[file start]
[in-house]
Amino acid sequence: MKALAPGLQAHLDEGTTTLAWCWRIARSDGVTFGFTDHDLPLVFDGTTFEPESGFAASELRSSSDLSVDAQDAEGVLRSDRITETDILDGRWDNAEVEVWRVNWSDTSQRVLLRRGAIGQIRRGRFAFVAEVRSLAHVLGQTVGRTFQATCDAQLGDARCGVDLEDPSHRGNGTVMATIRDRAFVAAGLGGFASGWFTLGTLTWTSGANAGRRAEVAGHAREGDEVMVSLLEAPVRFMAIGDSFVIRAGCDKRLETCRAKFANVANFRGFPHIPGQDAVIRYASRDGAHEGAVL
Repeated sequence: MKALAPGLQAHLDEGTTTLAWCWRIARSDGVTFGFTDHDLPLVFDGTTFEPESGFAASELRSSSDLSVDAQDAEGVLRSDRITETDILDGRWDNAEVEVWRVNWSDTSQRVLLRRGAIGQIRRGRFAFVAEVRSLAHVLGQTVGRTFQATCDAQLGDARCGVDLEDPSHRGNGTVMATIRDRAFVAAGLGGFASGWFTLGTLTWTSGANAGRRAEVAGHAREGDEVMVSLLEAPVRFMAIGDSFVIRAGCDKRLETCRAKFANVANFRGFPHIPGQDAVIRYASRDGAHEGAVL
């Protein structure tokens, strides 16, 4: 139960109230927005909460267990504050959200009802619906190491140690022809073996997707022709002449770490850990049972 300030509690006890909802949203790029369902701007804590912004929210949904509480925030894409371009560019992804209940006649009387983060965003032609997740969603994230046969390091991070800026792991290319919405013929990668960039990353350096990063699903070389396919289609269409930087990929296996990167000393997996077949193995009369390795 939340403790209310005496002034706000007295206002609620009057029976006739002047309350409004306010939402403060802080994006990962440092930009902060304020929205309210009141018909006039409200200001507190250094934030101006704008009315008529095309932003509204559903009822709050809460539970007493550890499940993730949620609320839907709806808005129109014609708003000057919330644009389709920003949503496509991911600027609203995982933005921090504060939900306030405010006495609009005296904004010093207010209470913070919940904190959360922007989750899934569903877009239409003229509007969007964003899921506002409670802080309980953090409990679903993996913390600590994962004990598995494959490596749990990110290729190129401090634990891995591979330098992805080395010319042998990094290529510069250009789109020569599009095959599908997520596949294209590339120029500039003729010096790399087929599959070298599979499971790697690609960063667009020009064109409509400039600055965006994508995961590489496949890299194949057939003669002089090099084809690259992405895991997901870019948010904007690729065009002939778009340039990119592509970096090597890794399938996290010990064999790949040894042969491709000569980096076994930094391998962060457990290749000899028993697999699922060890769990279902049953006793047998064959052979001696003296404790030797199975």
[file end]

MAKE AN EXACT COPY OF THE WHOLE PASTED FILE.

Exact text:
[in-house]
Amino acid sequence: MKALAPGLQAHLDEGTTTLAWCWRIARSDGVTFGFTDHDLPLVFDGTTFEPESGFAASELRSSSDLSVDAQDAEGVLRSDRITETDILDGRWDNAEVEVWRVNWSDTSQRVLLRRGAIGQIRRGRFAFVAEVRSLAHVLGQTVGRTFQATCDAQLGDARCGVDLEDPSHRGNGTVMATIRDRAFVAAGLGGFASGWFTLGTLTWTSGANAGRRAEVAGHAREGDEVMVSLLEAPVRFMAIGDSFVIRAGCDKRLETCRAKFANVANFRGFPHIPGQDAVIRYASRDGAHEGAVL
Repeated sequence: MKALAPGLQAHLDEGTTTLAWCWRIARSDGVTFGFTDHDLPLVFDGTTFEPESGFAASELRSSSDLSVDAQDAEGVLRSDRITETDILDGRWDNAEVEVWRVNWSDTSQRVLLRRGAIGQIRRGRFAFVAEVRSLAHVLGQTVGRTFQATCDAQLGDARCGVDLEDPSHRGNGTVMATIRDRAFVAAGLGGFASGWFTLGTLTWTSGANAGRRAEVAGHAREGDEVMVSLLEAPVRFMAIGDSFVIRAGCDKRLETCRAKFANVANFRGFPHIPGQDAVIRYASRDGAHEGAVL
């Protein structure tokens, strides 16, 4: 139960109230927005909460267990504050959200009802619906190491140690022809073996997707022709002449770490850990049972 300030509690006890909802949203790029369902701007804590912004929210949904509480925030894409371009560019992804209940006649009387983060965003032609997740969603994230046969390091991070800026792991290319919405013929990668960039990353350096990063699903070389396919289609269409930087990929296996990167000393997996077949193995009369390795 939340403790209310005496002034706000007295206002609620009057029976006739002047309350409004306010939402403060802080994006990962440092930009902060304020929205309210009141018909006039409200200001507190250094934030101006704008009315008529095309932003509204559903009822709050809460539970007493550890499940993730949620609320839907709806808005129109014609708003000057919330644009389709920003949503496509991911600027609203995982933005921090504060939900306030405010006495609009005296904004010093207010209470913070919940904190959360922007989750899934569903877009239409003229509007969007964003899921506002409670802080309980953090409990679903993996913390600590994962004990598995494959490596749990990110290729190129401090634990891995591979330098992805080395010319042998990094290529510069250009789109020569599009095959599908997520596949294209590339120029500039003729010096790399087929599959070298599979499971790697690609960063667009020009064109409509400039600055965006994508995961590489496949890299194949057939003669002089090099084809690259992405895991997901870019948010904007690729065009002939778009340039990119592509970096090597890794399938996290010990064999790949040894042969491709000569980096076994930094391998962060457990290749000899028993697999699922060890769990279902049953006793047998064959052979001696003296404790030797199975």